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Wash Suits of Two Sorts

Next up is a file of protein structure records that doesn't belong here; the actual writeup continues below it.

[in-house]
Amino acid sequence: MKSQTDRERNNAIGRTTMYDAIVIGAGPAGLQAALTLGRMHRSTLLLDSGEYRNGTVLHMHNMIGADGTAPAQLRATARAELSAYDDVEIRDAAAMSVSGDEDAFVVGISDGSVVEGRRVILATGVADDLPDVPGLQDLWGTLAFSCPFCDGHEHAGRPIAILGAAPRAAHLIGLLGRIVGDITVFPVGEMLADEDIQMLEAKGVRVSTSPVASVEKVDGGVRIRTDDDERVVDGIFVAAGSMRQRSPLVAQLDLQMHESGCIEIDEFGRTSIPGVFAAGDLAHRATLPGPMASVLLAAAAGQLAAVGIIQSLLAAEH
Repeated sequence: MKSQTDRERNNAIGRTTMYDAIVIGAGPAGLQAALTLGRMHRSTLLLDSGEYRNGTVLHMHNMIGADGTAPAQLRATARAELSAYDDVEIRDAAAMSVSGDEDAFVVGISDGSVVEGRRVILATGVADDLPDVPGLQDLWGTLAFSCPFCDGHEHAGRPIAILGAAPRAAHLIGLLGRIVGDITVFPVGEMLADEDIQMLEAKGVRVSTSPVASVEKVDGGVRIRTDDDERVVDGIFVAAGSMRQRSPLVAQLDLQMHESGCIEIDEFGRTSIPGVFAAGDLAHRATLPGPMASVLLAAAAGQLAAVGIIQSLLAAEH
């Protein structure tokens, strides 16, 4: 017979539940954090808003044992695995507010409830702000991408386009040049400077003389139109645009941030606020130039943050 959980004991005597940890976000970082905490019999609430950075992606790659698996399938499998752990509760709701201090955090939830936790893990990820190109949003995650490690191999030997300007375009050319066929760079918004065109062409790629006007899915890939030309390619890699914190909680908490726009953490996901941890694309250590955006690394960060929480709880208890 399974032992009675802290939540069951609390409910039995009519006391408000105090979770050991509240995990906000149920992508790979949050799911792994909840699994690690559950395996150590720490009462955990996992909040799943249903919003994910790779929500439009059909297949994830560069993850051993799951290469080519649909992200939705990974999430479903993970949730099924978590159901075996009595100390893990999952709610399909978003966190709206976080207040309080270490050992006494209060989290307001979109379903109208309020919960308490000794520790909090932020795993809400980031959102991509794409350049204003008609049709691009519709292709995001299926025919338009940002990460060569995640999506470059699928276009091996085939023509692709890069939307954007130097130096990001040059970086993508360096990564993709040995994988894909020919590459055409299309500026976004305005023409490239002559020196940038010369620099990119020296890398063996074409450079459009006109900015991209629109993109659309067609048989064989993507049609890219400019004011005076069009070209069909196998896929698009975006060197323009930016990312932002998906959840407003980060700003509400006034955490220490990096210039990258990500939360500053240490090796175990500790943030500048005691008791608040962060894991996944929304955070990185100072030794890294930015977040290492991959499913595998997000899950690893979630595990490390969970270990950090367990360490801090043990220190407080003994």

One of these suits, for the little chap of five or so, says "come on out and play,” and the other, "come in and be dressed for dinner,” or supper, or something. They are examples of the fclothing which is manufactured in such .variety, of washable stuffs, for the everyday wear of the small boy, and nothing that will contribute to his pleasure or freedom has been over looked. The tax and strain of his romp ing and the exactions of the tub have been considered, along with careful re gard for neat appearance and smart lines. Nowadays the little boy’s summer clothing is no problem for the busy mother, because manufacturers are making it for them. With specialists to design it, machines to make it, and a limitless variety of goods to choose from, the advantage is all with the manufacturers. They have turned out Clothes better designed and as well made as the home production and at euch low prices that there is no economy in undertaking the work at home. Crossbar gingham piped with a plain color in cbambray furnishes the time-honored and proved material for the blouse. The back of the blouse is extended over the shoulders to form a yoke. The yoke is piped with cham bray where it is sewed to the blouse. The straight sleeves are finished with bias bands of gingham piped with chambray, and the belt is made of a similar band. The blouse and bloom ers are joined at the front by the belt At the back they button together un der the belt, which is provided with button and buttonhole at its ends. The bloomers are adjusted above the knees with elastic cord run in a casing. Pique serves for the white suit band ed with plain blue chambray, at the left. It boasts a sailor collar and pocket of the chambray on the blouse and a stitched-on belt of it about the straight pants. The pants button to the blouse with a fly set under the belt Pearl buttons on the blouse and bell contribute something to the finish oi ! tbis little suit, which is good enough , for any wear. Many Russian blouse suits are dis played by the shops, made of colored j linens banded with white. Delft blue, green and warm brown are the colors used in them. Patent leather belts appear on a few, but fabric belts seem to hold first place. There is nothing clumsy about even the simplest of rompers. In clothes for little boys, as for grown people, cutters are doing the cleverest sort of work and shaping garments in many ways unfamiliar to consumers. The Mode in Tailored Hats ‘ Even tailored hats are no longer simple or severe. The proof of the pudding is in the tasting, and those that women of fashion have approved and spent their money for boast intri cate and beautifully made ornaments. These are made of wide or narrow rib bons and braids. Inlays of silk on brim or crown, or both, proclaim the work of proficient makers. Wings and wing effects of ribbon, quills in profusion and unusual mountings, fruits and braid ornaments in unend ing variety, contribute, among other things, to their decoration. A group, in which three excellent models are shown, gives a good idea of the work lavished upon millinery for this season. It is this requirement of fine workmanship that accounts for the higher prices, in part. Then the amount of trimming has been in creased and the prices for materials have advanced. Millinery, considering .everything, is not unreasonably high. At the left of the picture a familiar shape, in hemp or chip, is trimmed ■with a sash and standing frills of plaited ribbon, finished with a cluster of cherries at the front and back. The drooping brim is faced with taffeta silk. At the right a wide-brimmed sailor |has two inlays of taffeta bordered i^'ith narrow braid ou the underbrim, one of them extending into the head size. The top crown is of taffeta and the side crown of braid, machine stitched, row on row, into a band. The handsome ornament of braid is a big cabochon on which the braid is so placed that it stands on edge, forming a huge daisy motif. It is sewed against the crown along the edge, at ita un derside. A sailor with somewhat narrower brim is trimmed with ribbon in con trasting colors. Or a light tint and dark shade of the same color might be used. A flange of silk, like the lighter ribbon in color, is applied to the un derbrim. It is edged with narrow cas ings that inclose lace or shirring wire that produce a very workmanlike fin ish. The crown is encircled by two bands of ribbon, with the darker shade at the top. Two winglike ends of the darker ribbon are wired along one edge and mounted at the front. Twc plaited frills, one of light and one oi dark ribbon, and a handmade orna ment of braided ribbon attest to the demand for intricate ornamentation, which the model meets tastefully. The Great Bank Mystery A Story of an Employee’s Vindication By P. A. MITCHEL ■here was n fete ehampetre in prog re* on the grounds of M. Paul Iiris S(M a wealthy manufacturer, in the ■ elJ*‘ons of Paris. It was given to c« J'r»te the betrothal of his daughter, Jferlne, to Lucien Villuret, a young man who, without fortune, was de scended from the nobility of France and whose nature was as noble as his ancestry. Accepting the changed con ditions for the nobility under the re public, he entered into business ns a clerk and was at the time of his be trothal in receipt of a fair salary. Jeanne possessed an equal income from property inherited from her grandmoth er, and her father had volunteered to give the pair a house in Paris on the day of their marriage. There were dancing and feasting In the chateau, while throngs of guests wandered about the grounds. Just be fore the close of the festivities a lackey handed Lucien a letter. Lu cien opened it and turned pale. Then he staggered to a sofa and buried bis head in his hands; but, suddenly recov ering himself, he hurried from the room and, making his way through the guests, astonished at his appearance, left the premises. Jeanne, haring missed her lover and having been told of his exit. Indicating that some misfortune had befallen him, passed a sleepless night. the morn ing she received a letter from him stating that he had been discharged by his employers without any reason being given, but since his position was one wherein he was intrusted with funds the natural inference was that ho had been suspected of dishonesty. That certainly would be the reason as signed by the world. With the stigma upon him he could not permit Jeanne to bear his disgrace by marrying him. Jeanne at ouce set out for Paris and, calling at Luclen’s home, was inform ed by his mother that the sudden transition from transcendent happiness to disgrace had acted upon his sens! tive nuture so severely as to throw him Into a fever and he was delirious. Jeanne visited him In bis room, but he did not know her. She returned to her father's chateau, and that was the last she saw of her lover for a long while. As soon as Lucien was able to leave his bed ho disappeared. Jeanne, instead of remaining in so doty, devoted herself to works o 1 charity. She was a constant visitor to the homes of the poorest classes, re lieving their wants and comforting them by her sympathy. One of the families she took under her care was that of Francois Ferriere, a man so low in the social scale that his only employment was picking up articles in the sewers covered with dirt and slime, washing and repairing them and selling them for what he could get One day while Jeanne was visiting his family and nursing his sick child he came In very much ex cited. "Ah, mademoiselle," he exclaimed, “I am glad you are here! I have met with what may be a great blessing, or it may in the end be a great misfor tune. I need your advice, and, wbeth er or not you have the wisdom to ad vise me, I know that under your influ ence I can do no wrong and that what I tell you you will not divulge.” “Tell me your secret,” said Jeanne “I will keep It and advise you.” ******* One morning Jules Laroque, the offi cial who was deputed to sort the mail for the Bank of France in Paris and open such communications as ho thought might better not be laid before the managers, took up a letter address ed in a woman’s hand to “Ills Excel lency the Governor.” Laroque hesl tated a moment, then ran his steel opener through it. The letter read: Monsieur the Go\’ernor—This Is to notify you that your bank is in a position to lose a great deal of money. ELISE R. Address, General Delivery, Paris. Letters were received from time to time by the bank from persons who of fered for a consideration to show the officials how the Institution could make or how It could lose a great deal of money. Laroque, considering the let ter before him to be one of this kind, threw it into the wastebasket and took up the next. A fortnight later another letter ar rived addressed in the same handwrit ing, but the stationery used was ex pensive. It read: Two weeks ago I advised you by letter that you were in danger of losing a great deal of money. I have received no reply to my communication. In order to secure your attention I have purchased this sta tionary with your money. The amount will be returned to you whenever you see fit to call for it. This letter, too, was thrown Into the wastebasket Another fortnight passed, at the end ef which a third letter from the same person came, this one inclosing a fifty franc note of the bank fresh from the printing press. The writer said that the money belonged to the bank. At last Baroque’s attention was ar rested. lie took the missive to the official having charge of the currency, who expressed great astonishment at Laroque having it in his possession, for he declared that not a single note of this issue had yet been paid out. The matter was at once referred to the governor, Laroque making mention ol the two previous letter* -oceived Both Laroque and the person In charge of the currency were Instructed to keep the matter a secret, and the governor took It Into his own hands. However, he could do nothing but address a com munication to the writer of the notes, to be called for at the general delivery window, asking her to visit him the best day at the bank. She did not respond In person, but wrote that an official in the bank some years before bad been discharged un der suspicion of dishonesty. The dis charged man had suffered much by this injustice, the consequences of which, Including loss of salary, amount ed to a claim against the bank of a hundred thousand franco. He was no better able to prove hi* Innocence now than formerly, but he was in a posi tion to help himself to the amount of his claim. If the bank would pay it without n lawsuit the danger In which the institution stood of losing funds would be revealed; if not, the claimant would choose his own way of securing his claim. The governor at once called for the names of all persons discharged from the bank within twenty years. When the list was presented to him he was surprised to see that it embraced nearly 100 names, for it Lad been the policy of the management to discharge suspected officials without lnvestiga tlon. After nurture deliberation the gov ernor concluded that It would be Im possible among so many to hit on the person named. He believed that there was a leak somewhere among his sub ordinates, that one of them was a con federate of the person who was en deavoring to get money from the bank, while a woman confederate was em ployed to write the notes, ne at once called upon the bank's chief detective for a list of the offlcMnls now In the bank's employ who had lteen observed visiting places of questionable repute or were believed to be living beyond their means. l-'Ive names were fur nished, and they were all discharged. Nothing further was heard from Elise R. for a month; then came an other note. It stated that the amount of the discharged official's claim had been appropriated and the governor need give himself no further concern in the matter. Tlio claimant would not help himself to any more of the bunk’s funds than the amount of his claim, though he was In a position to take all he liked. Upon receipt of this letter the gov ernor gave en order for an Inventory to be made of all the funds of the bank. The amounts In the safes were found to be correct, but there was one room with massive walls called the treasure room, in which wu kept the enormous supply of gold belonging to the institution, together with certain paper currency for which there was not storage room elsewhere. From the treasure in this vault, which constitut ed a part of the foundation of the building, the sum of 100,000 francs was found to be missing. The governor at once wrote to Elise R., Inviting her to call at the bank, In closing an Indemnity for whom It might concern on account of any funds that had been taken from the bank. He received a reply that If on a given night and hour he would be In the strong room of the bank he would find not only the 100,000 francs deficiency but an explanation of the mystery. On the appointed night a carriage drove up to the bank. A lady, accom panied by an attendant, alighted and. being admitted, was shown to the gov ernor’s private office. “Mademoiselle, or perhaps madaine,” asked the official, “whom have I thp honor to address?’’ “I am Jeanne Brlsson, the daughter of Paul Brisson, whom you probably know as one of France’s prominent manufacturers.” “Indeed!” "I have come to accompany you to your strong room. I am your corre spondent. Elise R. This gentleman Is one of your former employees.” “More mysterious than ever!” ex claimed tlio governor. “I believe it is the appointed hour. Shall we proceed?” The governor, summoning attendants, led the way to the treasure room. The door was unlocked, and the party en tered. “Remove those boxes,” said Jeanne, pointing. The boxes were removed. Jeanne went to n spot they had uncovered and stamped with her boot heel upon one of the marble slabs that constituted the floor. The slab was lifted from Its place, and the soiled head of Francois Ferriere rose through the opening. “Tell how you came here,” said Jeanne. “I am a sewer scavenger,” said Fran cois. “One day while hunting in the sewer I saw that there was a break In the arch. Climbing to it, I pulled away stones and earth till I came to crumbling mortar. This, too, 1 remov ed and found this slab. Lifting It, 1 found what you see about you.” Jeanne’s attendant Stepped forward and addressed the governor: “Monsieur,” he said, “I am Lucien Yillaret, once In charge of one of your departments. You discharged me on mere suspicion on the day my be trothnl was being celebrated and cans ed me years of misery. Through this man Ferriere, who was advised by my betrothed, I could have robbed you of the untold wealth contained in this room. Here,” banding the governor at? envelope, “is all the money that has been taken in an effort to secure my Vindication.” Such was the end of the great Bank ef France1 mystery. Lucien was offer ed any position in the bank he deg red. but would accept none. Francois/ was made a guardian of the treasure room xvitli a handsome salary. Lucien and Jeanne celebrated a wedding that had been put off at the time of his dis charge. WILLIAM, 60, IS SICK; PAPA, 108, NURSES HIM 8on Who Cared ~or Father Since He Pasaed Century Mark Falla Victim to Measlea. Balaton, Minn.—William has the mea sles. He's sixty ami has been taking care of papa since the latter passed the hundred year mark, but now papa Is taking care of William. William is the son of John Shequin, who soon will be 108 years old. Mr. Shequin, Sr., has been niling a little lately, but under the care of his wife and William he is able to be up and about again. l ather and Mother Shequin celebrat ed their diamond wedding anniversary three years ago. Mr. Shequin, Sr., was born in I- ranklin, Yt., and was seven years old when the Avar of 1812 ended. He couldn’t enlist in the civil Avar be cause he was too old. Ills wife avbs Louise Bigford of Standbridge, Can ada. She is nearly ninety-eight years old. The Shequins moved here from Freelwrn county, Minn., in 1S73. William, being only sixty, is expected to recover fmm the measles. WEDS CONVICtTnOW WORKS TO FREE HIM Bride Hopes to Gain Pardon For Her Husband, a “Lifer”—First Occurrence In Oklahoma. McAlester, Okla. — “Love laughs at prison bars’’ Is an old saying that was given practical demonstration at the Oklahoma state penitentiary. Etta Martin, a pretty young Spanish girl from St. Louis, became the bride of John Cleloha, Bohemian, who is serv ing a life sentence for murder. It Is the first sentence on record where a life term convict was permit ted to marry and the third case of marriage in which an Oklahoma pris oner appeared as principal. The lirst case was that of a trusty, , who married before marriage license clerk or officiating minister knew of his record. In the other case the cere mony took place in the warden's office, but the bridegroom held a parole in one hand. The young bride of John Cieloha ex pects to bring about the release of her husband through pardon or parole. “If he hadn’t escaped from the peni tentiary he would have stood a much better chance,” suggested a newspaper man in talkhig with the newlyweds shortly after their marriage. “But if he hadn’t escaped I wouldn’t have found him,” was the quick reply of the young wife. The persistence with which she pur sued her demand for marriage with a convict leads one to believe that she'll keep her word as to freeing him. Cleloha was charged with being ac cessory to the murder of David Con way, an aged bridge keeper on the Midland Valley railroad, near Musko gee, seven years ago. Conway was found beaten to death, presumably by robbers. BURGLAR ROCKS BABY. After Order Is Restored Policemen Find Negro Alongside of Child. Aurora, 111.—A noise at her bedroom window early in the morning aroused Mrs. William Lustic. As she looked timorously in the direction of the win dow she saw a negro crawling into the room. She screamed and fled, clad only in her nightgown. Her husband jump ed out of bed when he heard liis wife’s shriek. He bumped into the negro and was so frightened that he, too, ran out of the house. In their panic Lustic and his wife forgot their one-year-old baby (laugh ter, who slept in a cradle. Of a sudden Mrs. Lustic heard the baby cry. Po licemen who were summoned found the negro seated in a chair rocking the baby. LAYS SIX EGGS AT ONE CACKLE Connecticut Hen Has Busy Birthday. Rooster Acts as Cop. Hartfurd, Conu.—A lieu and a roost er near here have joined the “super chicken” class. In M illington a M'hitc Leghorn hen celebrated her birthday by laying six eggs at one cackle. Aft er she stopped laying recently an agri cultural college student performed an operation on her, which was more than successful. A dangerous “blind” bridge at Boltch Notch was guarded by a rooster. The fowl, which is called Speaker by hi# owner, Mrs. Minnie Howard, because of his parliamentarian qualities, did traffic cop duty all afternoon, warning automobiles to slow down before cross ing the rickety structure. --- TRAINS LONG TO WHIP RIVAL iVaits Nine Years tc Do It and Thei Gladly Pays a Fine. Hiawatha, Kan.—Robert Noe of Pow hatan waited nine years to whip Gar rett Bartley and then gladly paid a line for doing it. Niue years ago Noe, then a boy, won n foot race from Bartley. They after ward fought, and Bartley whipped the victor. Noe promised to even up later and trained for the event. Meanwhile Bartley had moved to another part of the county. A few weeks ago Noe moved into the same neighborhood. The first time he met Bartley they fought j WIFE SPOIL* ZT Cleveland (O.) Man Wears Hiu Shirt* Any Old Way New. Cleveland. O. —One Cleveland mao wears his shirts in chi-on- < gleal or der—that Is, if lie buys u nev, shirt be tags it with bis initials, number* it and places it at the bottom of the pile. And, no matter how much lie like*it, he does not wear it until it comes out at the top of the pile. He went into wordy detail about the economy of hi* system, and he added that he arranged his socks and underwear in the same manner. He was told that he would meet the woman of ills dreams some tine day •nd that she would knock the spots out of his system; that she would ad mire a particular shirt, caress its deli cate stripes lovingly and ask why h* didn’t send it to the laundry as soon as It was soiled and wear it as soon as It got back, and he would buy other Bhlrts like it, and he would forget the system. “Don’t you believe it,” he said. “The person doesn’t live who could upset my system.” A few days ago he was hurrying to catch a car, and he didn’t have time to explain. He only shouted over his shoulder jubilantly, “I’m wearing 'em. every which way.” ASLEEP BEFORE MARRIAGE. Secured a License and Was TKatt Locked In Office. Lawroneeburg. Ind. — Edward L. Kuhn, aged forty-five, owner of a gen eral merchandise store In Clay town ship, and Mrs. Anna Moore Davis, aged forty-five, a dressmaker of th® same neighborhood, were married at the parsonage of the First Baptist church, by the Rev. Omer W. Bowman, the pastor, but not at the time they plan ned. Mr. Kuhn came to this city in an automobile, and the bride to be came cm. a late train. While waiting for Mrs. Davis Mr. Kuhn obtained a marriage license: then he sat down in the pri vate office of the circuit court clerk and went to sleep. When the day’s work was done .lames G. McKinney, the clerk, and his deputies, not noticing Mr. Kuhn, locked the office and went home. Mr. Kuhn awakened several hours later and found he was in the dark, locked in tlie office. lie shouted, for help several times and finally at tracted the attention of Daniel E. Me Kennie, the sheriff, who released him. Mr. Kuhn found Mrs. Davis, who was searching the city for him, and they were married. SAVED CHICKS’ LIVES. Telegrapher Made a Feather Duster Substitute For a Hen. Defiance, O.—Using a feather duster as a brooder to substitute for a can nibal hen, “Shorty” Eberle saved th* lives of some of his chicks. When Eberle is not busy as manager of the Tostal Telegraph company he devotes his time to raising fancy chick ens. When one of his hens was not busy scratching she gave her time to digesting some of the brood she had recently hatched. Eberle noticed the chicks began to disappear. One by one they went untU he discovered ’the hen’s appetite was stronger than her mother love. A heavy ration of ground bone and hamburger steak didn’t appease her. She ate an other. Then, with a cunning he didn't sus pect himself, he threw the hen ou^ bought a big feather duster and sus pended it in the coop. The chicks snug gle among the feathers and are per fectly content with thetr inanimate mother. SEES SIGHTS AT SEVENTY. Woman, Former Slave, Gets First Knowledge of Modern Inventions. Columbus, O.—Mrs. Emily Booker, seventy years of age, a former slave. In Columbus visiting relatives, for tha first time saw an electric car, an ele vator, a moving picture show and a building more than two stories i© height. Her relatives gave her the first knowledge she had that a war is in progress in Europe. Mrs. • Booker’s home is near North Middleton, Ky., thirty miles from a railroad and almost as far from a highway. Once, several years ago, she saw a party of tourists in an automobile which had strayed from the road through the wilderness in which she has lived all her life. RATTLESNAKES USE RAFTS. Save Themselves From Floods and Reach Islands. Austin, Tex.—J. C. Herring of Rock port, a ranchman of the coast country, says when heavy rises come out of the.. Guadalupe and other Texas rivers largo rafts of drift are washed into the bay and rattlesnakes are often seen on them. This driftwood goes ashore on the - islands, and that starts the suakesL They are caught in the drift meshes on the mainland and cling to the rafts ns they are washed down stream and into the bays. Mr. Herring has killed them on such occasions. At one time there were no jack rab bits on these islands, but now there are thousamls. Three Cats Mummified. Shoals, Iud.—When moving a lions© In the business district of town, work men found the bodies of three cats, tv hie h were mummified. The cats evi dently died nuclei the dwelli:: '. hut the bodies had not decayed. The house had been occupied by one family foe forty years.